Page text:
By Hillel Aron
By Joseph Tsidulko
By Patrick Range McDonald
By David Futch
By Hillel Aron
By Dennis Romero
By Jill Stewart
By Dennis Romero
When the Allies brought leaders of the Third Reich to account, they held the trials in Nuremberg, Germany. When they tried members of Japan’s general staff, the venue was Tokyo. But, as everyone knows, al Qaeda and Taliban prisoners are being shipped not to Kabul, not to the Hague, not even to Pelican Bay or Leavenworth — but to the U.S. naval base at Guantánamo, Cuba. It is here that they’ll be interrogated and, probably, face trial — not at the hands of international jurists, but at the say-so of American military officers. The choice of Cuba seems a little, well, recherché in a Papillonsort of way, although in these heady times, when our country has entered a rococo period of imperial whim, we could pretty much hold the trials in the pope’s bedroom.
Location concerns aside, the Afghan roundups raise another question, since America considers its detainees not prisoners of war but, instead, “unlawful combatants” — which, according to Defense Secretary Donald Rumsfeld, means our hands will not be tied by that old Geneva Convention thing. Now, obviously, al Qaeda members, who wore no uniforms with insignia, would not be considered captured soldiers, but why not the Afghan Talibs? For that matter, are we saying that merely trying to repel an American invasion constitutes a war crime? Does this mean that only American forces are permitted to wage war? Or does it imply something else, namely, that the administration doesn’t consider the Afghanistan dustup really a war after all, but, as Molly Ivins has called it, a simple police action masquerading as a war?
“Secretary Rumsfeld is not the one to determine who is a POW and who is not protected by the Geneva Convention,” Human Rights Watch legal adviser James Ross told the Weekly. “The convention says that people captured during war are presumed to be prisoners of war unless otherwise determined by a competent tribunal. And that’s not just in the Geneva Convention, it’s something the U.S. military signed onto in 1997.”
Ross also noted that even though the U.S. never recognized the Taliban government, it is bound by the Geneva Convention to treat its soldiers as prisoners of war and that even certain al Qaeda members might be entitled to POW status.
Why should Americans even care what happens to men who presumably didn’t think twice about putting bullets into the backs of the heads of their own prisoners?
“It’s not a matter of idealism,” answered Ross. “Our military recognizes that how it treats other POWs will affect how our own soldiers will be treated in the future when they are captured by other countries. That’s why it has taken these issues seriously in the past.”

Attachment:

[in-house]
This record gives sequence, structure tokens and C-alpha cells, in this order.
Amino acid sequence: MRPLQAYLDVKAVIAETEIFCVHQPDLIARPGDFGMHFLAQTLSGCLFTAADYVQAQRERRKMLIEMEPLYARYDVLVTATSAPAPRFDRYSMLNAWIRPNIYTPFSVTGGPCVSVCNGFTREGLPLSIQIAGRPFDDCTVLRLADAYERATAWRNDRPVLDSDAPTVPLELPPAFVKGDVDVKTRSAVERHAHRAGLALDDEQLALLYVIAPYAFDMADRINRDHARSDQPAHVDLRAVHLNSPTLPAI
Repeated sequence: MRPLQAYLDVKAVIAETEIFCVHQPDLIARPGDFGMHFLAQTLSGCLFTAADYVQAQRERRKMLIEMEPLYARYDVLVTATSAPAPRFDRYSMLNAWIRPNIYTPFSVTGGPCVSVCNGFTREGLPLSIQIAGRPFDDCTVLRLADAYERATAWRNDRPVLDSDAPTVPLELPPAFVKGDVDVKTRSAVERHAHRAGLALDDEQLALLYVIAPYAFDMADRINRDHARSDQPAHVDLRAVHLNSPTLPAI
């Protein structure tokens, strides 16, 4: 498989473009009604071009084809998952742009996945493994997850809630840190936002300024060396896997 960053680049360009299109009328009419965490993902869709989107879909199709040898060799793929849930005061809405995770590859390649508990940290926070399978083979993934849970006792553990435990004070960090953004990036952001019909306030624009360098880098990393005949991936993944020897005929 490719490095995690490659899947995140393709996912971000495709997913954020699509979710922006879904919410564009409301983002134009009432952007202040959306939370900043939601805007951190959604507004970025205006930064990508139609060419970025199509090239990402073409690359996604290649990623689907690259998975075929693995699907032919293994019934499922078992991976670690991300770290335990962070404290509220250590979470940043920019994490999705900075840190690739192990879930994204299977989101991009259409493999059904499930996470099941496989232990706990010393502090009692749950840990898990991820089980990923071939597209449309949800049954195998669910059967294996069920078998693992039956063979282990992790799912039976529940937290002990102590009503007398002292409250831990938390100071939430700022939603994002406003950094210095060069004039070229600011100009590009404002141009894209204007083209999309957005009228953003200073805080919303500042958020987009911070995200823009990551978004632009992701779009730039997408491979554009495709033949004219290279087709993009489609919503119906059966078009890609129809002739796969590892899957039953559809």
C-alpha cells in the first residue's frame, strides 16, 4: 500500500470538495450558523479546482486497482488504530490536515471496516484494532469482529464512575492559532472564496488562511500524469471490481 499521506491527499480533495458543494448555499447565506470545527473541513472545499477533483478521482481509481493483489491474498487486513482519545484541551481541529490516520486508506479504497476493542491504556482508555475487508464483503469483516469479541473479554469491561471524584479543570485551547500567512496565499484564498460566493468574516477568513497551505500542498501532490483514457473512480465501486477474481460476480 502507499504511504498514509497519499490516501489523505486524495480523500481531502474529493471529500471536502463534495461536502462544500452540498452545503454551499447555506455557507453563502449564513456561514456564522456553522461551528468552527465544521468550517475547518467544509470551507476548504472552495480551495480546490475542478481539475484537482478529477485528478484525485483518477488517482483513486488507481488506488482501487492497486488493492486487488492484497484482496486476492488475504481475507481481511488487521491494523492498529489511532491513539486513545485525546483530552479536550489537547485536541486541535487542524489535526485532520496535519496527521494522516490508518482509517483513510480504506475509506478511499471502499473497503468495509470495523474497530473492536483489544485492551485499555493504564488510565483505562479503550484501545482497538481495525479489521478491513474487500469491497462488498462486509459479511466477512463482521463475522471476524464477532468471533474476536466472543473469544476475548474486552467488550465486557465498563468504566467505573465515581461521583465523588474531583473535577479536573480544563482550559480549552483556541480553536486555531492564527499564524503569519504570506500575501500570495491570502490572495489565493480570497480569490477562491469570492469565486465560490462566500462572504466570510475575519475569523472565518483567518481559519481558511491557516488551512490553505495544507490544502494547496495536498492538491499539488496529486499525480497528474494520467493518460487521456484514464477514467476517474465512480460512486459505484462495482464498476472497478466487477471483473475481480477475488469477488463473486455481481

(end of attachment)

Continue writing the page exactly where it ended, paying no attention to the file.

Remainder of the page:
A few other questions remain. What of the 14-year-old Talib who allegedly shot dead Green Beret Sergeant Nathan Chapman? Is his action (shooting a uniformed invader) considered an act of war? An act of terror? An act of murder? Would he, in the manner pioneered by this country, be tried as an adult and possibly executed once he turns 21? Of course, since he has escaped his captors, talk of a trial for him is moot for now. But this in turn raises a new question: Will the fugitive 14-year-old now be the focus of John Walsh’s TV show, America’s Most Wanted?
SIGNS OF THE TIMES
The Staples Center ice rink covered with tiny promotional Chevrolet cushions (and a smattering of teddy bears) during the U.S. Figure Skating Championships because flower bouquets have been banned since September 11 . . . LAX men’s-room stalls etched with scenes of Osama bin Laden blowing a figure labeled “U.S. Marine.”
READ MY COLD, BLUE LIPS
Now that George W. Bush has announced that a tax raise will be enacted over his “dead body,” the question arises: Does this mean that any proposal for such an increase will be considered a death threat against the president — or even an act of terrorism? In a perhaps-related story, the country is breathing a little easier with the announcement that the pretzel that brought down the president last weekend was not of a “weaponized”-grade variety as first feared.
Too, all the “lost weekend” and “off the wagon” scuttlebutt was quelled once the pretzel was produced for the press. (Eyebrows had earlier been raised when the president mentioned that he regained consciousness before halftime of a football playoff match he was watching on TV — even though his blackout had begun during the seventh game of the World Series.)
Still, the Weeklyhas learned that Bush’s personal security team is taking a closer look at Laura Bush’s slow response time as her husband battled the pretzel. (She claims to have been “in another room” while he lay choking.) While no one at this point is yet using words like “black widow” or “Mrs. Woodrow Wilson,” they are recalling press reports about the first lady’s obsessive penchant for leaving pretzels out for the president. As recently as late November, Newsweek’s Martha Brant reported:
Mrs. Bush, however . . . ordered a basket of pretzels. She’d pop one in her mouth and then nudge the basket down to the other end of the table or over to her husband. There we were in the Air Force One conference room with a war going on passing around the pretzels. At one point, a pretzel went AWOL on the president and he started coughing. Mrs. Bush was just beginning to answer a question when she looked over at her husband, who had his hands clasped at his ribcage. “He’s giving himself the Heimlich maneuver,” she said, breaking into laughter.